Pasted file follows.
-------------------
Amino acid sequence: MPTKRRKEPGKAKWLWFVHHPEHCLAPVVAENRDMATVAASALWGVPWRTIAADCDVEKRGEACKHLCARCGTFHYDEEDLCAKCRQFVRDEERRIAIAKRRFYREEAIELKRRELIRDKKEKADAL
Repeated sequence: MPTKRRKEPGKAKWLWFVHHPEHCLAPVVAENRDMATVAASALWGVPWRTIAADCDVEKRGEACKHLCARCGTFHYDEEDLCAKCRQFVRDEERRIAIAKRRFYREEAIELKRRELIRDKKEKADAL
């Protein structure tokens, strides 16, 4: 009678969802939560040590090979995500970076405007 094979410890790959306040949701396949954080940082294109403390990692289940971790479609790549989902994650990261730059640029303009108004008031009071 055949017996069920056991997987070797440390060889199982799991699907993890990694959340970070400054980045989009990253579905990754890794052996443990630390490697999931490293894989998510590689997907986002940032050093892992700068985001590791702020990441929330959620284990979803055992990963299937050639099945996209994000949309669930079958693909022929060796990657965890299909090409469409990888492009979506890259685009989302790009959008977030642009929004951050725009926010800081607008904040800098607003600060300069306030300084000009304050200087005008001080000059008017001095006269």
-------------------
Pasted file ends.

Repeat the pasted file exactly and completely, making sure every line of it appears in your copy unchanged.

Amino acid sequence: MPTKRRKEPGKAKWLWFVHHPEHCLAPVVAENRDMATVAASALWGVPWRTIAADCDVEKRGEACKHLCARCGTFHYDEEDLCAKCRQFVRDEERRIAIAKRRFYREEAIELKRRELIRDKKEKADAL
Repeated sequence: MPTKRRKEPGKAKWLWFVHHPEHCLAPVVAENRDMATVAASALWGVPWRTIAADCDVEKRGEACKHLCARCGTFHYDEEDLCAKCRQFVRDEERRIAIAKRRFYREEAIELKRRELIRDKKEKADAL
């Protein structure tokens, strides 16, 4: 009678969802939560040590090979995500970076405007 094979410890790959306040949701396949954080940082294109403390990692289940971790479609790549989902994650990261730059640029303009108004008031009071 055949017996069920056991997987070797440390060889199982799991699907993890990694959340970070400054980045989009990253579905990754890794052996443990630390490697999931490293894989998510590689997907986002940032050093892992700068985001590791702020990441929330959620284990979803055992990963299937050639099945996209994000949309669930079958693909022929060796990657965890299909090409469409990888492009979506890259685009989302790009959008977030642009929004951050725009926010800081607008904040800098607003600060300069306030300084000009304050200087005008001080000059008017001095006269």